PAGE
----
Thus far in 2011, there have been four UFC headlining bouts, two of which have ended in hard fought draws. This type of conclusion rarely sees the light of day, especially during main events, which consist of the most dangerously technical and tenacious mixed martial artists the UFC as to offer.
Ironically, this notable half of matches—Edgar vs. Maynard and Penn vs. Fitch—have been the most thoroughly exciting headliners of this young year. Each of these contests possessed a high variety of thrilling aspects, from impressive transitions and submission attempts on the ground to effective striking angles and foot work on the feet.
Most intriguing of all, technical prowess aside, were the moments of immediate triumph by fighters on the brink and overall vigorous valor, dug up deep from within each combatant’s heart. Lightweight champion Frankie Edgar overcame an early barrage of attack from Maynard, who ended up gassing his arms, only to come back in the next round with his own take-downs and refreshed pace.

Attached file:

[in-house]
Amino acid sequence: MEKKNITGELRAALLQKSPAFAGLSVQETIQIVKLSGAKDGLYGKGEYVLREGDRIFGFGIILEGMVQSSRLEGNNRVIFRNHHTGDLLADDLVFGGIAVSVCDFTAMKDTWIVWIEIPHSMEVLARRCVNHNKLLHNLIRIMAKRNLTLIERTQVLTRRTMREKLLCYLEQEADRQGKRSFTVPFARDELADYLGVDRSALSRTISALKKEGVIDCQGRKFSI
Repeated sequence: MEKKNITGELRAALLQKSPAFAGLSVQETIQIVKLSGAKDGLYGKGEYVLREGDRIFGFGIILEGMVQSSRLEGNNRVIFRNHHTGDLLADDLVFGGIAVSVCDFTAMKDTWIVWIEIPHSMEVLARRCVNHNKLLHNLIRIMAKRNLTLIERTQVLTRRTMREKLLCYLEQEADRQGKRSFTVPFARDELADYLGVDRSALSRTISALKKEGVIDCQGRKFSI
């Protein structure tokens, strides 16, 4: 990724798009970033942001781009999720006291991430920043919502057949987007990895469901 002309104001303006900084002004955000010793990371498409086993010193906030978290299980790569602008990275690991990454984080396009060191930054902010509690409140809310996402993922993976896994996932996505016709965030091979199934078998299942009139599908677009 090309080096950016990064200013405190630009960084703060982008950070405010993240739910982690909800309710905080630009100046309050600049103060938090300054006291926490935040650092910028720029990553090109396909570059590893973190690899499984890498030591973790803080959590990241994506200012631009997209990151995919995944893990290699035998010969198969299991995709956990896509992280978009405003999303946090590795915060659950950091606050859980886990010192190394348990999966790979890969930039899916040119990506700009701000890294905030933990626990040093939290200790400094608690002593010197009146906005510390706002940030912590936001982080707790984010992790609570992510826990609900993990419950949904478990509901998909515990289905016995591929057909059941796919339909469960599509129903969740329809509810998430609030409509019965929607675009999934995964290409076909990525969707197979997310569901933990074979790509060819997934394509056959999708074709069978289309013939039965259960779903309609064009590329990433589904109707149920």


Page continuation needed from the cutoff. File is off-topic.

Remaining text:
Similar to that drag out war of a headliner, UFC 127’s Penn vs. Fitch produced many of the same qualities, but within a frame work of two less rounds. By the start of the third and final round, the fight’s progression and steam was just picking up—the plot was thickened after Penn was stealing the show with his own take-downs—only to be abruptly stopped five minutes later with a disheartening decision that left fans yearning for a conclusive curtain call.